BIDDEFORD, Maine — The gray seal named Black Rock was the last to leave, moaning sadly and attempting to climb back into his kennel before human handlers tipped up the container, spilling the reluctant pinniped onto the sandy Biddeford beach.
It was almost as if the nostalgic Black Rock knew he represented the grand finale for the University of New England’s closing Marine Animal Rehabilitation Center, which released its final five seals back into the wild Tuesday night.
But like the university hopes to do, the animal quickly turned the corner. Black Rock spotted his rehabilitation buddy — fellow gray seal Stratton — shimmying down the wet sand toward the Atlantic Ocean and hurried to catch up.
Animal care technician Shannon Prendiville said the two gray seals were inseparable at the center, an oddity in the world of marine animal rehabilitation, so it was appropriate that they swam off into the sunset together.
Along with three harp seals released moments before, Black Rock and Stratton were the last animals to be nursed to health at the center, which is being closed to accommodate a restructuring of the university’s 13-year-old Marine Science Center.
“It’s a bittersweet moment,” admitted Ed Bilsky, UNE’s vice president of research and scholarship. “But we’re moving ahead with our own plans for academic research now.”
Bilsky said the Marine Science Center, which housed MARC, will now turn its focus toward programs dealing with biology, sustainable fisheries, ocean acidification, aquaculture and the marine economy — programs that plug into growth industries and provide more fertile employment grounds for university graduates, he said.
Bilsky added that, due to the efforts of MARC and countless other organizations, the seal populations have grown from previously unstable levels, lessening the need to save each and every one of the animals.
In part because the seals are making a successful comeback, the National Oceanic and Atmospheric Administration also cut back its yearly John H. Prescott Grant funding, stripping UNE of nearly $100,000 of annual revenue to fund MARC.
Bilsky said it cost the center between $3,000 and $5,000 to rehabilitate each sea animal brought to the facility by rescue groups, not including the cost of infrastructure, like sea water pumps and treatment equipment for the indoor tanks.
“Seals are a very important part of the ecosystem here,” Bilsky said. “They were threatened, endangered, and thanks to the efforts at the state and federal levels, they’ve rebounded. Now we’re looking at bigger problems.”
Added Markus Frederich, associate professor of marine sciences at the school: “By dealing with broader issues of ocean health, hopefully we won’t have as many seals who need to be rehabilitated.”
Some of the nearly 300 people who turned out for the center’s final seal release protested the facility’s closure, carrying banners that read “Save MARC,” “Save seals” and “Save turtles.”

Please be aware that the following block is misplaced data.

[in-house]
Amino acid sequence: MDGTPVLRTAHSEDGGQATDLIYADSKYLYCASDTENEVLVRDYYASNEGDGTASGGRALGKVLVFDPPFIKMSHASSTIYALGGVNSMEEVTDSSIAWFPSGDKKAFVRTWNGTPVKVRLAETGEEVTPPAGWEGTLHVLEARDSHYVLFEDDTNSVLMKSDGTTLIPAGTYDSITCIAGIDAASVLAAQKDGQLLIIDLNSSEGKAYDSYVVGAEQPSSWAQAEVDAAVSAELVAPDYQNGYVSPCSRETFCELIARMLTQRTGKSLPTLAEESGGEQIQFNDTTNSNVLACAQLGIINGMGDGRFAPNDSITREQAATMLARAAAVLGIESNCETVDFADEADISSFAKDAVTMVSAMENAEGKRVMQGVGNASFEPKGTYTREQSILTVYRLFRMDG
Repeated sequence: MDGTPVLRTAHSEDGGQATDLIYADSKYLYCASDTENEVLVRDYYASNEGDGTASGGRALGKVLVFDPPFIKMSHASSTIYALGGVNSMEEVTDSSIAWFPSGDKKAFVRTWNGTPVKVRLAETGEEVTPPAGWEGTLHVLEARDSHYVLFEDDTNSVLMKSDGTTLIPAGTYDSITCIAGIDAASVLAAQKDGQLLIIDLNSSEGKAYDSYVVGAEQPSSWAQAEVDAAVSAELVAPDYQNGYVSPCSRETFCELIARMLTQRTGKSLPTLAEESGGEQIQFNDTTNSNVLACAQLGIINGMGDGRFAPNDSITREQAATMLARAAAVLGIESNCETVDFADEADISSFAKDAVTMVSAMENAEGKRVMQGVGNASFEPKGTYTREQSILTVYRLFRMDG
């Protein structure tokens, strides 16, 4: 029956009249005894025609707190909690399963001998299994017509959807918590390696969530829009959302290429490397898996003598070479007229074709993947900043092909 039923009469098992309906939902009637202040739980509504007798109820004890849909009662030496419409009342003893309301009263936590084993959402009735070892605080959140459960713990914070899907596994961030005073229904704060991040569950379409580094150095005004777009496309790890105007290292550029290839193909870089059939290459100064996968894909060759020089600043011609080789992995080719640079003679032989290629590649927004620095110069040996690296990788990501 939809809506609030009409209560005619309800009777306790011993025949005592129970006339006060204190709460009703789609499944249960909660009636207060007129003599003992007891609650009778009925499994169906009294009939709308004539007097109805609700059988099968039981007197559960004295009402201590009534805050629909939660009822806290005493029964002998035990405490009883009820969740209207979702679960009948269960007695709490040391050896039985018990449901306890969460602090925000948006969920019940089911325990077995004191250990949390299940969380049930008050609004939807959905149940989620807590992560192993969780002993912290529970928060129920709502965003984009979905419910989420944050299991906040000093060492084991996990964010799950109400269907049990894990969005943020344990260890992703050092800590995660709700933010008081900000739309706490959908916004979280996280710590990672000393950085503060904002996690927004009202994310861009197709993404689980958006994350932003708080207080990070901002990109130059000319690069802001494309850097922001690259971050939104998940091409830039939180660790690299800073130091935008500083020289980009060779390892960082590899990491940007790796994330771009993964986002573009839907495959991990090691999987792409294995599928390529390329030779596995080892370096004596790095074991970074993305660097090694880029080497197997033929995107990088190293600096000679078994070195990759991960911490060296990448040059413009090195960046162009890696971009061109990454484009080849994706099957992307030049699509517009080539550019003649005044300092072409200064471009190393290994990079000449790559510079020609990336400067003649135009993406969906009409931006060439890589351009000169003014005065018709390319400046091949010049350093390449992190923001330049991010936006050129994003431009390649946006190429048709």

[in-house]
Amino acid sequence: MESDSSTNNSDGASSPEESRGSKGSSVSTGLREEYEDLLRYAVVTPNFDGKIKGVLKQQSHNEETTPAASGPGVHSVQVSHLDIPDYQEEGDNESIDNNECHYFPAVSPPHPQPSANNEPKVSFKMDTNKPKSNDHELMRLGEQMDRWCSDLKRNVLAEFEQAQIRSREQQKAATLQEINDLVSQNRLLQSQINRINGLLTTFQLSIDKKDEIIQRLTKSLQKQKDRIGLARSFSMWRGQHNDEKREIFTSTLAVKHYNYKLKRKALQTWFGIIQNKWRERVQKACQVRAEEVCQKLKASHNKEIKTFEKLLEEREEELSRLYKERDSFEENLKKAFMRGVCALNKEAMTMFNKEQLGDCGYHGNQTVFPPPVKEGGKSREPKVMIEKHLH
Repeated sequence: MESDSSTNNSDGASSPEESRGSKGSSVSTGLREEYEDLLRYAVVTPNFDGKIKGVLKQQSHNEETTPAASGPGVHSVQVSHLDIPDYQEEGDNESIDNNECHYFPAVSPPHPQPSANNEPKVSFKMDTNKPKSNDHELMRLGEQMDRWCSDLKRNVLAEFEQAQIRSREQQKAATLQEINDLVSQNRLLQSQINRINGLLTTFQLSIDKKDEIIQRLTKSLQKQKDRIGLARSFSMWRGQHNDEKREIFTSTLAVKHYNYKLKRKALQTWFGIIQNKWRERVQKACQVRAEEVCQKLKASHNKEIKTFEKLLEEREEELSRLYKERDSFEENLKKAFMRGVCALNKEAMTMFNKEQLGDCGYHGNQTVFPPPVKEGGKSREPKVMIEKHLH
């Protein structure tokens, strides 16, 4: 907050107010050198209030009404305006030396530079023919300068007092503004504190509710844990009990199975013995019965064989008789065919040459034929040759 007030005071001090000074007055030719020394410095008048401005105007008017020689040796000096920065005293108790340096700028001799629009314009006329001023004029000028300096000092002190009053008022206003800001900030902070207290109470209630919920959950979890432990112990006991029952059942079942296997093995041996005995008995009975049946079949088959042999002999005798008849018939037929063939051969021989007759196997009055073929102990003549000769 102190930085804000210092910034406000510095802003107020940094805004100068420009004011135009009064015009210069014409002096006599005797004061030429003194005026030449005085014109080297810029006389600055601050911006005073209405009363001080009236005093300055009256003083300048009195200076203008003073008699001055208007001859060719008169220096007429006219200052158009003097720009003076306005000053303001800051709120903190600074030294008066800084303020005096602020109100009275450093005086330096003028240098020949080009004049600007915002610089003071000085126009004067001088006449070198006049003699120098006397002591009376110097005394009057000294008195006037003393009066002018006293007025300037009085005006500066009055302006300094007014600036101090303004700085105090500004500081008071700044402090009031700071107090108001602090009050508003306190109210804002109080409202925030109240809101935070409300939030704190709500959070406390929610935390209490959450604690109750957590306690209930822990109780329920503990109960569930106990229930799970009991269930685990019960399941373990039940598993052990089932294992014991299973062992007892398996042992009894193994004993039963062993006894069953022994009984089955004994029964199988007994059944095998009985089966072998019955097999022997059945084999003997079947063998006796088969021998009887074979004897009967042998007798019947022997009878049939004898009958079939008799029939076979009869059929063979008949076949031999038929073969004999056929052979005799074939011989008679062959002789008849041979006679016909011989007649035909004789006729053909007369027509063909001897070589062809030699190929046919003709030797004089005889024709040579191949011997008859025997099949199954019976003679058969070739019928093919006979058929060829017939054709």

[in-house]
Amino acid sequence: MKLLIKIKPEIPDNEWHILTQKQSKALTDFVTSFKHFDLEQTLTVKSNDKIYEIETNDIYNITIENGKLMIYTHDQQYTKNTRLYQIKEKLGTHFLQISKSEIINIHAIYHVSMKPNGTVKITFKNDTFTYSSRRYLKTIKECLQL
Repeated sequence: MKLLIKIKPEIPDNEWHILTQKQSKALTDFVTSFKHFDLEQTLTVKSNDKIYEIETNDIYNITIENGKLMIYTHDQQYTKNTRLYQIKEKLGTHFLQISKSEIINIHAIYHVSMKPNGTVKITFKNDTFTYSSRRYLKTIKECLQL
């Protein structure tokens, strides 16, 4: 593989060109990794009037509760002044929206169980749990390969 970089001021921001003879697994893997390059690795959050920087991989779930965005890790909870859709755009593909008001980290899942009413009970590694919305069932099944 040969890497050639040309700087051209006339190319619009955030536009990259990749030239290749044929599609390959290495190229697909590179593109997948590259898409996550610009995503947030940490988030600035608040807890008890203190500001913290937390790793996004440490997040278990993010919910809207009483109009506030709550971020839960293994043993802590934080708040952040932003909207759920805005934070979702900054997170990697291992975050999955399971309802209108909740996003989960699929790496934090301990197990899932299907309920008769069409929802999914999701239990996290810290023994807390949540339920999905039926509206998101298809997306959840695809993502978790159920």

Samantha Bell, a community volunteer at MARC, said it’s currently “pup season” for harbor seals, when rescuers are busiest responding to young seals who have been separated from their mothers and have become stranded and malnourished.
“There’s kind of a void here now,” she said. “[The center’s closure] is definitely going to have an impact on the current pup season, and we’re not sure what’s going to happen in the future.”
With the closure of the rehabilitation center, seal rescuers will now have to transport the ailing animals to either the National Marine Life Center in Massachusetts or the Mystic Aquarium in Connecticut.
Area rescuers have expressed concerns that many traumatized seals won’t survive the longer drives, and space limits at the other New England facilities will force responders to make tough choices about which animals receive treatment and which ones don’t.
“We do this because we want to try to help animals, but it makes our jobs even harder when there’s no place for them to go,” Lynn Doughty, executive director of the organization Marine Mammals of Maine, told the York County Coast Star after the MARC closure announcement last month.
“We really have to prioritize which animals go because there’s such limited capacity for the volume we see in the next two months,” she said.
As part of its final seal release Tuesday night, MARC animal care technician Asheley Simpson reminded those in attendance that Marine Mammals of Maine will continue rescuing stranded and injured sea animals, and urged people to support the organization in MARC’s absence.
“We are grateful to the MARC staff and the many dedicated volunteers over the years who have contributed to our success in this area,” said Barry Costa-Pierce, director of UNE’s Marine Science Center, in a statement. “[The Marine Science Center] is now ready to enter the exciting next phase of our continued contributions to marine science research, academic excellence and Maine’s growing marine economy.”